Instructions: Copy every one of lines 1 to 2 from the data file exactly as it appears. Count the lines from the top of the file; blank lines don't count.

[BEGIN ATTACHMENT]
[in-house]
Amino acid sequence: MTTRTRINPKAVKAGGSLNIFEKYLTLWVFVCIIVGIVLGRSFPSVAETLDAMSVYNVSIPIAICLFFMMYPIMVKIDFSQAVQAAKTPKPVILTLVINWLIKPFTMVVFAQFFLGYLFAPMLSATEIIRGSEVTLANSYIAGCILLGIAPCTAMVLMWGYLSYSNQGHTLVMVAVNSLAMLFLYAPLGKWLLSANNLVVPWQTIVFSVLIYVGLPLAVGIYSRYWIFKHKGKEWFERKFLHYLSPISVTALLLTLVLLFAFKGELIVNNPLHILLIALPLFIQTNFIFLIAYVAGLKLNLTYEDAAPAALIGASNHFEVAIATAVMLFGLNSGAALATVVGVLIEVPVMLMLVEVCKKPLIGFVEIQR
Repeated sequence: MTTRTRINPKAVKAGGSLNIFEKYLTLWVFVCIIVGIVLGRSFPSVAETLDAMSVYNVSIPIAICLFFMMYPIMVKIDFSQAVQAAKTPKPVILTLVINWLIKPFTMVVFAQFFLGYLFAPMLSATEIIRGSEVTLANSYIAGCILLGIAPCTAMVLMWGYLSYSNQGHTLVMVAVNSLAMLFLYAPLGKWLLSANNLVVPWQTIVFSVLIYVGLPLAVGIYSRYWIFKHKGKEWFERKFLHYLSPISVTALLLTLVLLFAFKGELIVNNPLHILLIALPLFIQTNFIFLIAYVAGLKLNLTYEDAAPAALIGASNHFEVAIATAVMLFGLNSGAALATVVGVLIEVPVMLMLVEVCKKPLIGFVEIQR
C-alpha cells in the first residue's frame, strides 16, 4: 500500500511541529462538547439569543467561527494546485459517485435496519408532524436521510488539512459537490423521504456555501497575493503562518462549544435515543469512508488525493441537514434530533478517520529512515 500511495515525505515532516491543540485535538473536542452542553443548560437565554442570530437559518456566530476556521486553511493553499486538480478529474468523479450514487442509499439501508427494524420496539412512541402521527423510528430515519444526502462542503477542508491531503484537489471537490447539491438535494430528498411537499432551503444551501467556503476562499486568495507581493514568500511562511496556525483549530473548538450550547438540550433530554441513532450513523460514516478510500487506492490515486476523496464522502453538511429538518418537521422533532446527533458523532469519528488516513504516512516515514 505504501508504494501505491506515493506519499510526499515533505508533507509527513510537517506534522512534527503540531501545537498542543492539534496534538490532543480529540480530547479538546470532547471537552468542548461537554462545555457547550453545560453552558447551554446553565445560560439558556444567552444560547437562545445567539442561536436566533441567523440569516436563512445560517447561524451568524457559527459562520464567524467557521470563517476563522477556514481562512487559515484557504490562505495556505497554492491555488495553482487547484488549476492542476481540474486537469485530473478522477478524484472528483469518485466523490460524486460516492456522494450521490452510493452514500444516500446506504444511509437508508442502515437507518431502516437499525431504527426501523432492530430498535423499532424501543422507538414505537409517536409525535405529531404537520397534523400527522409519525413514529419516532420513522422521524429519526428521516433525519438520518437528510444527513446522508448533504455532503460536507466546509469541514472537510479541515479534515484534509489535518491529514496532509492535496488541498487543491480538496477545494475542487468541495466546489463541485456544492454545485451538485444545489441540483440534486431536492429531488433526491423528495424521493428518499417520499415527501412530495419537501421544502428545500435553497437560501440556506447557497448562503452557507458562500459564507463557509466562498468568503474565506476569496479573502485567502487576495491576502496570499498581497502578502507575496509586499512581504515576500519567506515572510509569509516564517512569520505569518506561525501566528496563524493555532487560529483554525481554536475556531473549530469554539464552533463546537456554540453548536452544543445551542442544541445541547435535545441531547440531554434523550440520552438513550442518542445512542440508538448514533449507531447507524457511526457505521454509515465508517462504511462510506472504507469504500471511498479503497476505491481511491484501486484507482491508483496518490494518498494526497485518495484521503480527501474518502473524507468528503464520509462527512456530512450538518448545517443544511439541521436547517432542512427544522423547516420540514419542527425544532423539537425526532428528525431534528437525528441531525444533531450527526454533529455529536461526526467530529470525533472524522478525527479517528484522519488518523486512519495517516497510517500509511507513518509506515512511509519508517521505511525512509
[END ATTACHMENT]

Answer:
[in-house]
Amino acid sequence: MTTRTRINPKAVKAGGSLNIFEKYLTLWVFVCIIVGIVLGRSFPSVAETLDAMSVYNVSIPIAICLFFMMYPIMVKIDFSQAVQAAKTPKPVILTLVINWLIKPFTMVVFAQFFLGYLFAPMLSATEIIRGSEVTLANSYIAGCILLGIAPCTAMVLMWGYLSYSNQGHTLVMVAVNSLAMLFLYAPLGKWLLSANNLVVPWQTIVFSVLIYVGLPLAVGIYSRYWIFKHKGKEWFERKFLHYLSPISVTALLLTLVLLFAFKGELIVNNPLHILLIALPLFIQTNFIFLIAYVAGLKLNLTYEDAAPAALIGASNHFEVAIATAVMLFGLNSGAALATVVGVLIEVPVMLMLVEVCKKPLIGFVEIQR